Brush up your Shakespeare with Opera North’s Broadway classic

Brush up your Shakespeare with Opera North’s Broadway classic

Robert Tanitch reviews Opera North’s Kiss Me Kate at London Coliseum

Shakespeare’s plays have inspired operas by Verdi, Bellini, Gounod, Berlioz and Britten and inspired Broadway musicals, most notably The Boys of Syracuse, Kiss Me Kate and West Side Story.

Kiss Me Kate is generally considered Cole Porter’s masterpiece and was the first show in which he made a real effort to integrate the songs and the story. Premiered in 1949 he won a Tony award for best musical.

The show has often been revived since then. The present production is by Jo Davies and choreographed by Will Tuckett.

Joseph Shovelton and John Savournin in Kiss Me Kate - Credit Tristram Kenton

Joseph Shovelton and John Savournin in Kiss Me Kate

Cole Porter’s songs were famous for their polished wit, sophistication and adult innuendo. His heyday had been the 1920’s and 1930’s. He belonged to an era when songs were introduced for themselves rather than for the advancement of the plot or characterization.

His career had been in decline since the arrival of Rodgers and Hammerstein. Comedy writers Sam and Bella Spewack had to bully him into writing the lyrics and music. He thought Shakespeare too esoteric and highbrow for the commercial stage.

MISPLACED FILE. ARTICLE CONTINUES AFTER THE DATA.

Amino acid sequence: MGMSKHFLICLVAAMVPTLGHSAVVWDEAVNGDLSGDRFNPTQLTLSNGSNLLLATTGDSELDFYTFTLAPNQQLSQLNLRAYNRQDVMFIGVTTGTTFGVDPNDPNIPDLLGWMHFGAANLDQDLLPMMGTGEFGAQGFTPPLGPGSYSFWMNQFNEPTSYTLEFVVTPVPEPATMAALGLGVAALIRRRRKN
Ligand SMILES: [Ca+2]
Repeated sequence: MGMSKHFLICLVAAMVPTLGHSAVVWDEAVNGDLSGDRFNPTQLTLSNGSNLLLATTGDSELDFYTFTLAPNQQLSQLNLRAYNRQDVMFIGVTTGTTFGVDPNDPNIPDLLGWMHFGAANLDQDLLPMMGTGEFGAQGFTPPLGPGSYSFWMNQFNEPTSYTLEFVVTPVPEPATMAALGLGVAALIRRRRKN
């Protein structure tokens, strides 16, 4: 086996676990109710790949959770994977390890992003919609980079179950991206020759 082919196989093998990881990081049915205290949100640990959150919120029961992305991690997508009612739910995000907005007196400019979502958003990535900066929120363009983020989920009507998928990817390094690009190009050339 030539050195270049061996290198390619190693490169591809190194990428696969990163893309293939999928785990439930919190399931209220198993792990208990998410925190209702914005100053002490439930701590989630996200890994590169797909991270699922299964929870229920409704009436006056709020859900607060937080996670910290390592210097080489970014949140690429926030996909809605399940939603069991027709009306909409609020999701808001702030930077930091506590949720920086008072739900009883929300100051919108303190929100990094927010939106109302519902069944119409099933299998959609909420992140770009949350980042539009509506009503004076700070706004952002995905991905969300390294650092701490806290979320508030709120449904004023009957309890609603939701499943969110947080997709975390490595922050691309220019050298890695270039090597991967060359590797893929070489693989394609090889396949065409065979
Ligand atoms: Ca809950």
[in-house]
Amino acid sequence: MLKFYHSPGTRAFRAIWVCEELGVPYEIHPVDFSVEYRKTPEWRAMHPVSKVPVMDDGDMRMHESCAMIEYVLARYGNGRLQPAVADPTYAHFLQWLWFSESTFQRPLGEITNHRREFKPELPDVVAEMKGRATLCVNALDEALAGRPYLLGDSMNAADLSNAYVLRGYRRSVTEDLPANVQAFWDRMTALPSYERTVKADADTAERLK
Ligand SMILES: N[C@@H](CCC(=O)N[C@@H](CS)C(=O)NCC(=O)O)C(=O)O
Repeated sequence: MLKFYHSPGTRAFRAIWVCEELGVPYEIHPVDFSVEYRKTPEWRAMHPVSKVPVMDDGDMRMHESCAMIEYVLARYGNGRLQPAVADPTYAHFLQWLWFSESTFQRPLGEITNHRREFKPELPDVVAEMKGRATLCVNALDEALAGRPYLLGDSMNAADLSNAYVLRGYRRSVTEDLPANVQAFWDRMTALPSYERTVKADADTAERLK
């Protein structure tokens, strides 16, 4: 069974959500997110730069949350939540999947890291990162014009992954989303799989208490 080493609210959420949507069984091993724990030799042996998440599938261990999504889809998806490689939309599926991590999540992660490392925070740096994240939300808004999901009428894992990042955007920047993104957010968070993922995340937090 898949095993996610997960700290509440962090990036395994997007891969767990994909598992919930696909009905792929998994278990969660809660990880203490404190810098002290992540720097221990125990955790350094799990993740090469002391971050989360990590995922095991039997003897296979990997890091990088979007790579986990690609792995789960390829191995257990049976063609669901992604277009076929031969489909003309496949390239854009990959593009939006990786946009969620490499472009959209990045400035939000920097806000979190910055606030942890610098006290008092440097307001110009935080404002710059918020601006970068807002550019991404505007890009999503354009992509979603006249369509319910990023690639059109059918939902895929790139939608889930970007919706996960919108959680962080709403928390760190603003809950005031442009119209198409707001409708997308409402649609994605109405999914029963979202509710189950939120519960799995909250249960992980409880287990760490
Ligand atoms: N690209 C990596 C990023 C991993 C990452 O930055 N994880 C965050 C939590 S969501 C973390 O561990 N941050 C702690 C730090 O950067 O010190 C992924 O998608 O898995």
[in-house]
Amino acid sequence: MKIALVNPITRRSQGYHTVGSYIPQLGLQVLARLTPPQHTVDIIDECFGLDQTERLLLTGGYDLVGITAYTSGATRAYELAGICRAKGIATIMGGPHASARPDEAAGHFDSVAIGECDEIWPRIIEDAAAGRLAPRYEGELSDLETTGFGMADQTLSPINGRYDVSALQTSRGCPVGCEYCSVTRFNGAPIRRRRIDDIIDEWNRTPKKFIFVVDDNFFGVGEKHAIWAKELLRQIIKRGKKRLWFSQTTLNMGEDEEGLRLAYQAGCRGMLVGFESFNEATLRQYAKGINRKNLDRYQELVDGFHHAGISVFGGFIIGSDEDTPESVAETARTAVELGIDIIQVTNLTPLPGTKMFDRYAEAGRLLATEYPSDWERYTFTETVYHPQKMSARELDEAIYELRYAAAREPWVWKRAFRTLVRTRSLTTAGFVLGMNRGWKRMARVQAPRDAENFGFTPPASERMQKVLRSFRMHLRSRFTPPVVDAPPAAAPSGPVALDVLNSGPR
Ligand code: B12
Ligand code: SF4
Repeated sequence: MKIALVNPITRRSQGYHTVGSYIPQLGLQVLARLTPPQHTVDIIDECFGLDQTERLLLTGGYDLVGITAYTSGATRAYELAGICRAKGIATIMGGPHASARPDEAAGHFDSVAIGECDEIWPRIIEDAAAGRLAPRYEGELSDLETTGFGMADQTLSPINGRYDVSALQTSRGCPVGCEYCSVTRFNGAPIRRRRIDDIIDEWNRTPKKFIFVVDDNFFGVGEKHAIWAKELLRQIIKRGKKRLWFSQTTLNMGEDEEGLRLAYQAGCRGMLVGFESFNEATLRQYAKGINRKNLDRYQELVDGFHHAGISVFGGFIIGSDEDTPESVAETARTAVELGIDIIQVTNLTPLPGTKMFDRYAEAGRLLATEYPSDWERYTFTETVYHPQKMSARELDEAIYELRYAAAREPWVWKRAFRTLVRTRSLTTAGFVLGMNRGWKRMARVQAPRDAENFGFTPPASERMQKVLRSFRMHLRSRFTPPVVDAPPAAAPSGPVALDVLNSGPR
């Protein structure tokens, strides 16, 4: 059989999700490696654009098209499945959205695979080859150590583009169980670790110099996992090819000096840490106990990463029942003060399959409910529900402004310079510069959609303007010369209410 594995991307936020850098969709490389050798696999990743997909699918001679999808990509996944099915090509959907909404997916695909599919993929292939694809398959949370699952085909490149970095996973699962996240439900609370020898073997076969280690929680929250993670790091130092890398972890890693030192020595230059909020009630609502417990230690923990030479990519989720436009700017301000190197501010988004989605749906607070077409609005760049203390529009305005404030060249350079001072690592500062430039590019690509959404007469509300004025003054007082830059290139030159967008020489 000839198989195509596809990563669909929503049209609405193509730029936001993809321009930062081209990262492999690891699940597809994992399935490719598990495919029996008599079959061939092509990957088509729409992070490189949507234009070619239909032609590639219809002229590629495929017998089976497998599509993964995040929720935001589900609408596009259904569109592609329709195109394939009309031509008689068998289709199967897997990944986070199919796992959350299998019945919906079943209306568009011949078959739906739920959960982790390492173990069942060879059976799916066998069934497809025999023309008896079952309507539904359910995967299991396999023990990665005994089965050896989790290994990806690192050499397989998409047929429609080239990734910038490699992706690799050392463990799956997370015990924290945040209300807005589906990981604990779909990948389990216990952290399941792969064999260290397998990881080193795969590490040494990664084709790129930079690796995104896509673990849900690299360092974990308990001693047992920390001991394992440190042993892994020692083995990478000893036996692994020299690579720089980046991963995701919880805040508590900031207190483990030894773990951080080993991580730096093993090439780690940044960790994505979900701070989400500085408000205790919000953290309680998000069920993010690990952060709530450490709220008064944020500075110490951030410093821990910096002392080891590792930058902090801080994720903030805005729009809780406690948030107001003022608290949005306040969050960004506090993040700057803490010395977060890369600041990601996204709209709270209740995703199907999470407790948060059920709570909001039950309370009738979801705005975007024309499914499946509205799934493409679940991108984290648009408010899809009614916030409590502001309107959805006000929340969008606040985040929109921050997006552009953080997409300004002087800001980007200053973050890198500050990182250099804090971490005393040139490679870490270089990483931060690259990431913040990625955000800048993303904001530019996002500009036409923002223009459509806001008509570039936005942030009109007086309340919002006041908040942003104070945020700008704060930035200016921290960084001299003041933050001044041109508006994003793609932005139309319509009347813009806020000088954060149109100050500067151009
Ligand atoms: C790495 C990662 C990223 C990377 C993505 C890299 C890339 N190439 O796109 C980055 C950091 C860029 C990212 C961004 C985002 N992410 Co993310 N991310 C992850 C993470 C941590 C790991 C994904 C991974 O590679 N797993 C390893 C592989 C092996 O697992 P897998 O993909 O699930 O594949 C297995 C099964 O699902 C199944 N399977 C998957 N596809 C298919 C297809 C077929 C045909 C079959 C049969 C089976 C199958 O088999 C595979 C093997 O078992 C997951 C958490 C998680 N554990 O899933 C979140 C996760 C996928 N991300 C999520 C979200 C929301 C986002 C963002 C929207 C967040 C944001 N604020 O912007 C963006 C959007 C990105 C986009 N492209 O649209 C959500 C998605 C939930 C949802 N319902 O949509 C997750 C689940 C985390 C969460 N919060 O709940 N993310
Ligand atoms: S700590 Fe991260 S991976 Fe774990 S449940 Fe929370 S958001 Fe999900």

The action is set on-stage and back-stage during a performance of a musical version of The Taming of the Shrew. The situation of the wisecracking and quarrelling actors playing the wisecracking and quarrelling Kate and Petruchio was based on the off-stage quarrelling of the famous Broadway husband and wife team, Alfred Lunt and Lynn Fontanne.

The dove-tailing of the two stories is neat and audiences, who do not know The Taming of the Shrew, may well be surprised to learn just how much of Shakespeare’s original dialogue has been retained. Porter’s lyric for Kate’s final song lifts Shakespeare’s degrading, subservient soliloquy almost word for word.

The lead roles are played by opera singers Quirijn De Lang and Stehanie Corley. High spots include Corley singing “I Hate Men” and De Lang singing “Where is The Life That Late I Led?”

Robert Tanitch Mature Times theatre reviewerThe second act has three show-stoppers one after another. Alan Burkitt hoofing, Zoe Rainey singing “I am always true to you in my fashion” and Joseph Shovelton and John Savournin as the pinstriped, Runyonesque gangsters singing “Brush up your Shakespeare”.

Kiss Me Kate is perfect light entertainment for a summer’s evening. The London run ends 30 June.

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Cast of Kiss Me Kate - Credit Tristram Kenton